What I’d like to see is a community radio in Edinburgh on the FM regardless. Then amongst the programming I reckon you could do events on the frequency and have people socially distanced and that could be transmitted across the city at the same time.

You’ve been described as a lo-fi one-man-band. Do you think this is a fair observation?

It’s not a terrible observation! I’m on my own because that way it allows me to make some income from music. Supporting your debut album doesn’t really demand big live fees and you save a lot on travel and other costs by going solo. Lo-fi fits too if you’re talking imperfections. Fuck perfection. Everything is so synchronised and ‘on the grid’ in most modern music you hear and I’m conscious of messing with that. The drum machines I’m using aren’t digital and they vary in tempo if you leave them running. Your ear recognises that, even if it’s subliminal, it’s more natural. You’re off the loop.

I hear that you have worked as a stage hand in the past. Do you think that theatre has influenced your music or live performances at all?

I still kind of did work as a stage hand up until last week. We’d all been furloughed and a show had been sitting there that needed taking out, so we did that but then that’s it for now. That said, I think it has influenced me over the years, like everything really. You hear a lot of vocal warm-ups from the cast if you’re working a show, and it got me thinking about taking care of that some more. Projecting yourself on stage and all that. Each shift you walk past this sign on the way to the stage that states something along the lines of, ‘the world’s best artists have and will continue to walk through these doors’ and that makes me smile . . . I think I’ve kicked it a few times too.

Its definitely given me ideas anyway and an appreciation of how it all comes together, but I can’t stand musicals. Drive you mad. Ten weeks of the same cheesy show tunes whilst you’re trying to finish up your own album. With matinees too, it gets dark.

As a multi-instrumentalist noise-maker, what prompts you to use a particular instrument for any given tune?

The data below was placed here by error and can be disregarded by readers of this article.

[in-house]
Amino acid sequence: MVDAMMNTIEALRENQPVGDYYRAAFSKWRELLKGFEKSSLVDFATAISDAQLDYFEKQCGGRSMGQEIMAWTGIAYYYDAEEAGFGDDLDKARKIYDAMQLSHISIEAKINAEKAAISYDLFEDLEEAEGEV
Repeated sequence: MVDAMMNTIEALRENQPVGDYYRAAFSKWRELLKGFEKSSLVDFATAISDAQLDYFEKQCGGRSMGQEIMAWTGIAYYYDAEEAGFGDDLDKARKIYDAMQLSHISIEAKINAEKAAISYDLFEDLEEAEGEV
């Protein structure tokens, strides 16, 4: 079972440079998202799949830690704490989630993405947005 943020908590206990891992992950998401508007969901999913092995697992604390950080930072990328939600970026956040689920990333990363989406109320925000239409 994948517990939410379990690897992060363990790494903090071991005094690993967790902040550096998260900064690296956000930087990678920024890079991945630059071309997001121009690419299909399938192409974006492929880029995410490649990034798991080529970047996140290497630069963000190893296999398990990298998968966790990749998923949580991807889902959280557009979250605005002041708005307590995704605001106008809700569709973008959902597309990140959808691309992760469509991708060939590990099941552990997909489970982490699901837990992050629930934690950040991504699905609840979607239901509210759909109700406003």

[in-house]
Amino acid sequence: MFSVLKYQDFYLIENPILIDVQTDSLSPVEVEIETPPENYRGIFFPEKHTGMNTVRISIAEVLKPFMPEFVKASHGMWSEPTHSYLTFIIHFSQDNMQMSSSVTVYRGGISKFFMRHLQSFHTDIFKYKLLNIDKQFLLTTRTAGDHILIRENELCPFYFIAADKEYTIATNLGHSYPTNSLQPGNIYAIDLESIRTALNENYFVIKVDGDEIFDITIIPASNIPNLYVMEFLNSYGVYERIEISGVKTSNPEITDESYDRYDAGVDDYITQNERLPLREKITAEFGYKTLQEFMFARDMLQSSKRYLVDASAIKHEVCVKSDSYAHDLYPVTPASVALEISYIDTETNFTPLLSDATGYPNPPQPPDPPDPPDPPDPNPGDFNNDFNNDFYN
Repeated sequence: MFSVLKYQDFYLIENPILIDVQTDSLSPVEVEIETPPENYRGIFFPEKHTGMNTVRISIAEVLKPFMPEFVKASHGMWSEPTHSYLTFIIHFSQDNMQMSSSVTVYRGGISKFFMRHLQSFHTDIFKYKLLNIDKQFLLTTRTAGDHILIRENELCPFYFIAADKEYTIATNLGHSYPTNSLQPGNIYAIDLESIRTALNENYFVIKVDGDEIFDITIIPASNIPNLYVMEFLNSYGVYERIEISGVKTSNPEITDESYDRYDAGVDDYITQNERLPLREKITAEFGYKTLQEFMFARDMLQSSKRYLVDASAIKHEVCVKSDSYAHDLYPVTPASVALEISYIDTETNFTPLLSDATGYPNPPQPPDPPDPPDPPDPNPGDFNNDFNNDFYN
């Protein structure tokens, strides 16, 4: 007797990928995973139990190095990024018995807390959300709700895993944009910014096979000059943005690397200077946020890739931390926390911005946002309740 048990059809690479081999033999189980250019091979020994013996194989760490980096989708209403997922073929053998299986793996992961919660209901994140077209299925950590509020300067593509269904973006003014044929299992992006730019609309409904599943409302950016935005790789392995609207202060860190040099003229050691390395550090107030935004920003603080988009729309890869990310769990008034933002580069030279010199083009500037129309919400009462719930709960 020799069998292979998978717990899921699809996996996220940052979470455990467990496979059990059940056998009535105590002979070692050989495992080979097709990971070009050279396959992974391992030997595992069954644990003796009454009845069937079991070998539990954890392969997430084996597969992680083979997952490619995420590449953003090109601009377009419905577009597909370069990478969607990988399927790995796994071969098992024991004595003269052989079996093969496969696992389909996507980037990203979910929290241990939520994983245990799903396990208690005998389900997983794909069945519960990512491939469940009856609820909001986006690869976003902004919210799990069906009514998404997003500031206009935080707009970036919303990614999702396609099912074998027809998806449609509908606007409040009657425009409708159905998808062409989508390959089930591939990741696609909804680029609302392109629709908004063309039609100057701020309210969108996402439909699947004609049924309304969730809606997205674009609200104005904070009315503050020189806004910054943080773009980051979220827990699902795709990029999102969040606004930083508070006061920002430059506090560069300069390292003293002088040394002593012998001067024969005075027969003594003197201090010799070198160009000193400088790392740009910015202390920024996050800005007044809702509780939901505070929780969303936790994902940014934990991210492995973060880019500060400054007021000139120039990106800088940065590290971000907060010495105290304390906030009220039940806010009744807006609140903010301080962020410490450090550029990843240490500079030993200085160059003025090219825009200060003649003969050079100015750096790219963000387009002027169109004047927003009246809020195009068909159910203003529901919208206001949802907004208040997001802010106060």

Sometimes the instrument influences the tune directly. Like an old electric organ with a drum machine and patterns will have its own rhythms and that’s what inspires you to write something, or because I’m not particularly competent on any one instrument, you work within your own limitations and that’s where you find something. Also, I’ve been gifted a lot of the instruments I use, so they have their own story and you try to respect that. I’m playing a lot of xylophone at the minute. I kind of inherited the blocks from my grandfather and built the body for it. I remember it in its original frame as a kid, so I feel like that’s in there too when I’m recording it.

What sort of advantages and disadvantages do you find in being self-taught?

Sometimes I wish my left hand was better on the piano, and I see the advantage of being able to read and write music. Relying solely on your ear and your reactions to a piece of music can be exciting though . . . and humbling. You don’t think twice about stepping into the unknown, which I think is half the battle.

Green Door Sessions is out now on Moshi Moshi : https://callumeaster.com/album/green-door-sessions-2

Image Credit : John Mackie

 

 

Comments (3)

Leave a Reply to Martin Meteyard Cancel reply

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  1. Ken Hare says:

    Good to see Dunbar boy Callum doing so well.

  2. Martin Meteyard says:

    Great album!

  3. Sebastian says:

    Regards,